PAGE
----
The rebels have fought the government since 1983 to carve out a separate state for ethnic minority Tamils, citing discrimination by the majority Sinhalese. More than 65,000 people were killed before the cease-fire. Discuss this story
Published: Wed Dec 6 08:27:56 EST 2006 Back to the top

Related News Stories
Sri Lanka to crack down on terror but no rebel ban  -
Sri Lankan government decides not to ban Tamil Tigers: official  - Associated Press

Bomb blast kills 2 civilians, wounds 3 others in northern Sri Lanka
Associated Press, Wed December 6, 2006 07:11 EST . - - COLOMBO, Sri Lanka - (AP) Suspected Tamil Tiger rebels detonated a roadside bomb on Wednesday, killing two civilians and wounding three others in volatile northern Sri Lanka - , the military said.

The rebels were targeting a military vehicle on the northern Jaffna peninsula but missed, an officer at the Media Center for National Security said on condition of anonymity due to policy.

He said the blast killed two civilians who were close to the explosion and wounded three others.

There was no immediate comment from rebels. Discuss this story
Published: Wed Dec 6 08:27:31 EST 2006 Back to the top

Little action on Tamil Tigers
toronto star, December 07. Other than listing the Liberation Tigers of Tamil Eelam as a terrorist organization, the Canadian government has done little to curb fundraising by the banned group in Canada, Human Rights Watch says... Back to the top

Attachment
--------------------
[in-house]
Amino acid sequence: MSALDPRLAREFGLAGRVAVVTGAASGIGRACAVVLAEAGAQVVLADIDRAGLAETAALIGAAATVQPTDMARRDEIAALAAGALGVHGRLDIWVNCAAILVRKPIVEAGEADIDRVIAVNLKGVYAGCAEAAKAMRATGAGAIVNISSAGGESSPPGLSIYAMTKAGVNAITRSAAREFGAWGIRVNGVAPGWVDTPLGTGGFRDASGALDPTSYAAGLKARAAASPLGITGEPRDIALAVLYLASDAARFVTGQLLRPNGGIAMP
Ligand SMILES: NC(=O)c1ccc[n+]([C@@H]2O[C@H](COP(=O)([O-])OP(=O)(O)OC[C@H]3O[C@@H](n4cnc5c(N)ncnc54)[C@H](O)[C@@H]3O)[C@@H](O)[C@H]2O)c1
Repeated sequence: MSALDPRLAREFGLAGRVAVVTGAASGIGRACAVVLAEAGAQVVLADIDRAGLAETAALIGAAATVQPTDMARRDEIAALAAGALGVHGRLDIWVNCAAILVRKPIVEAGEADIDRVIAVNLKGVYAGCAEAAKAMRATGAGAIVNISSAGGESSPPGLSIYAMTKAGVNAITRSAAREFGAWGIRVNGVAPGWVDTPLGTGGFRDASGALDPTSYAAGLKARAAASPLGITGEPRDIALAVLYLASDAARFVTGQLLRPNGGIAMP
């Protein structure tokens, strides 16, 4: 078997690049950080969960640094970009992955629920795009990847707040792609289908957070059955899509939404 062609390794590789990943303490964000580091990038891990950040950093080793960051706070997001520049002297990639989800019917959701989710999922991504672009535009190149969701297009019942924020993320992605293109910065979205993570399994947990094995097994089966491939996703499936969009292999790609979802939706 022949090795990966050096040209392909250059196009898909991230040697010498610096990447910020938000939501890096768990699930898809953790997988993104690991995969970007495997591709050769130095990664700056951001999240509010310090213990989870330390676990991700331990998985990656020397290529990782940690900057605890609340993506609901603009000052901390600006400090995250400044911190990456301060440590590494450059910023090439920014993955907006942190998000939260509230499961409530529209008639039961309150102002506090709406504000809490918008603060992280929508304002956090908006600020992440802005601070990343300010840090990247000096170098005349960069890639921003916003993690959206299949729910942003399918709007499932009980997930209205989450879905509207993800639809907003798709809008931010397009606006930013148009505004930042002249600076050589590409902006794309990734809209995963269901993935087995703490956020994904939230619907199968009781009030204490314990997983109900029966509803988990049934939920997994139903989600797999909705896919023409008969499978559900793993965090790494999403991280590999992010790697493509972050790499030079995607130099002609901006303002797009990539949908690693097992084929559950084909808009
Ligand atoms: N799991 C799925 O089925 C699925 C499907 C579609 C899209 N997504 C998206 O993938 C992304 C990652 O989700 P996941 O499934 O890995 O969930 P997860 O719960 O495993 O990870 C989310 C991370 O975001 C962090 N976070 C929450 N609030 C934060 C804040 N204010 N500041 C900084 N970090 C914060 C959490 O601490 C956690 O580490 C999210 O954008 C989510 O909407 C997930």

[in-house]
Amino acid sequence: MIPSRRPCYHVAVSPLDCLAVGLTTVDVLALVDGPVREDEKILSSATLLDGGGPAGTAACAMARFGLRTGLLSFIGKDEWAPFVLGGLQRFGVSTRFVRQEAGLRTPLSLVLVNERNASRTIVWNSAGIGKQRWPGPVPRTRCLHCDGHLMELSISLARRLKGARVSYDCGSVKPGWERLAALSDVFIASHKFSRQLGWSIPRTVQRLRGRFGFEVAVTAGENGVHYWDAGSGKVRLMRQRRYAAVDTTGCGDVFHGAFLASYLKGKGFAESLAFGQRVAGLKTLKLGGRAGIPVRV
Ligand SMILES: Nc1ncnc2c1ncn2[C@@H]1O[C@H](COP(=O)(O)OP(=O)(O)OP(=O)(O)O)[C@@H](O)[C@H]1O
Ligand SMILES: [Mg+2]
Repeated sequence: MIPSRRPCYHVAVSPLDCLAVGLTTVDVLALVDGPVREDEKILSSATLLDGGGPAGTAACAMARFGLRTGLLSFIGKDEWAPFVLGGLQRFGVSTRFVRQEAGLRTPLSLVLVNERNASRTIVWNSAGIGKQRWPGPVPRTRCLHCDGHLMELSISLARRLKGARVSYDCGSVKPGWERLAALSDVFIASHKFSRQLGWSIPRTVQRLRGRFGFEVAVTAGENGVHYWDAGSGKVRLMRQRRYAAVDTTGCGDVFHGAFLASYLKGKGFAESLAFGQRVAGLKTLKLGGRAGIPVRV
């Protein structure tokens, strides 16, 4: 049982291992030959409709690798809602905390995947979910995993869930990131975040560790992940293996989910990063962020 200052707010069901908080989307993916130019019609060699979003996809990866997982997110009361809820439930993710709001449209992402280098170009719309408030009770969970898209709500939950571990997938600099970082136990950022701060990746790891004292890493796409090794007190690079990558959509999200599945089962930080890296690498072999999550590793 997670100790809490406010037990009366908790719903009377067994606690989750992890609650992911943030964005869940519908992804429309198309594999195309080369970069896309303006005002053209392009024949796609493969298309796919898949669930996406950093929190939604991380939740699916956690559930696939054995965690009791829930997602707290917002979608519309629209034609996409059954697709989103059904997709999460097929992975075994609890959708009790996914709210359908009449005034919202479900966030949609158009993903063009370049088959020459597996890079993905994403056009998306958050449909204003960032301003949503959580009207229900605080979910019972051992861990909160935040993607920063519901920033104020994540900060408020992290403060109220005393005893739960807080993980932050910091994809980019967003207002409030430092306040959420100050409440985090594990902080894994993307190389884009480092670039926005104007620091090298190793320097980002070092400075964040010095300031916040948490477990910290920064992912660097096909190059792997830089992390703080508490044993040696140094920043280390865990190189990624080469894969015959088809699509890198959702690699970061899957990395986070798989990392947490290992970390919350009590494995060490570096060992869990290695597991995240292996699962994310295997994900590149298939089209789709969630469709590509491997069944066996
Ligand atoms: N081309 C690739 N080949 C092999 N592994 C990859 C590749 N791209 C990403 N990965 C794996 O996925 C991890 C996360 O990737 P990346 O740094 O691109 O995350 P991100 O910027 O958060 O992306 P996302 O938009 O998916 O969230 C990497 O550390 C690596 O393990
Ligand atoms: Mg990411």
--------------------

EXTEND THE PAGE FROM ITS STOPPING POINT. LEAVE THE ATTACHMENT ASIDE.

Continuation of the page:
UPDATE 1-New Zealand demolish Sri Lanka for 154, Dec 7, 2006. SYDNEY, Dec 7 (Reuters) - Sri Lanka collapsed to 154 all out after winning the toss at tea on the first day of the opening test against New Zealand in Christchurch on Thursday... Back to the top

Possible LTTE infiltration in the Sri Lankan army
dailyindia, December 07. Colombo, Dec 6 (ANI): The LTTE has reportedly infiltrated the Sri Lankan military, making the army more vulnerable to the attack from the rebels... Back to the top

Sri Lanka to debate banning Tigers
AP, December 06. COLOMBO, Sri Lanka (AP) _ Sri Lanka's Cabinet is set to hold a crucial meeting Wednesday to decide whether to ban the separatist Tamil Tiger rebels _ a move rebel supporters say would to effectively scupper the peace process... Back to the top